Had I mentioned that the Journal of Political Economy is my favorite academic journal? In the December 2005 issue, the still under-valued Gregory Clark writes:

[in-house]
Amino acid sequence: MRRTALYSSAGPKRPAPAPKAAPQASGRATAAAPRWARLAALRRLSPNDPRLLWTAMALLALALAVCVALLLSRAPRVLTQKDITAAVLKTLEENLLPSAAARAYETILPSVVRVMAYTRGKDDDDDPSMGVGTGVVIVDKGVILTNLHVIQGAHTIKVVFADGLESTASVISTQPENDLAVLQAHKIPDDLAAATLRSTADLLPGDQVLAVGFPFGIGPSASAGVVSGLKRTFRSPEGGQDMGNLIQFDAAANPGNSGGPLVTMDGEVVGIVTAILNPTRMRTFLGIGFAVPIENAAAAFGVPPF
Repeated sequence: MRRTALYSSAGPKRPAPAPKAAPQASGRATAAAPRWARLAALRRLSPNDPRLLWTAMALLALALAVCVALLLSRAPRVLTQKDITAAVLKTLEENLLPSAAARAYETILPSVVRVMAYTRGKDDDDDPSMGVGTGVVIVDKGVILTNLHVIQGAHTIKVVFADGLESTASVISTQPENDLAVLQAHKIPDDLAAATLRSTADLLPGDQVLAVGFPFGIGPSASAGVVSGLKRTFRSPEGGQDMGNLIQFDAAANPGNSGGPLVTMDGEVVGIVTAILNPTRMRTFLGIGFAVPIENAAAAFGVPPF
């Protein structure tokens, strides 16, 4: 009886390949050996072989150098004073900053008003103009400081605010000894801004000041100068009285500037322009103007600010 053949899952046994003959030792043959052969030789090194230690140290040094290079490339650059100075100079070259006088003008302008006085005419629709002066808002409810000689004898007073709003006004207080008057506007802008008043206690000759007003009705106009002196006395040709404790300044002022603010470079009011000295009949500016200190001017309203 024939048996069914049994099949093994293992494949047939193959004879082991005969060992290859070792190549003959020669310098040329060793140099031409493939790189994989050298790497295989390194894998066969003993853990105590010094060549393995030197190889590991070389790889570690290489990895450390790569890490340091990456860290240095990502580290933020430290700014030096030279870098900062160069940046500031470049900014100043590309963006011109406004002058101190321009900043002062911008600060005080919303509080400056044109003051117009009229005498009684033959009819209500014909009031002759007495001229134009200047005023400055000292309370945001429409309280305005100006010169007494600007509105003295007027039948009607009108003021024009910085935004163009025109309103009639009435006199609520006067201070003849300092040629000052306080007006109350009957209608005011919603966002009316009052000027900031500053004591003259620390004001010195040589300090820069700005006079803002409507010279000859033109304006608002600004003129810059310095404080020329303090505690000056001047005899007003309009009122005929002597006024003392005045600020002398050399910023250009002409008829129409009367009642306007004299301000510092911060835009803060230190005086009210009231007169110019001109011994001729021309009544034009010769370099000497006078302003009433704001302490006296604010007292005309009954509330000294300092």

I use building workers’ wages for 1209-2004 and the skill premium to consider the causes and consequences of the Industrial Revolution. Real wages were trendless before 1800, as would be predicted for the Malthusian era. Comparing wages with population, however, suggests that the break from the technological stagnation of the Malthusian era came around 1640, long before the classic Industrial Revolution, and even before the arrival of modern democracy in 1689 [TC: was that when it came?]. Building wages also conflict with human capital intepretations of the Industrial Revolution, as modeled by Gary Becker, Kevin Murphy…and Robert Lucas. Human capital accumulation began when the rewards for skills were unchanged and when fertility was increasing.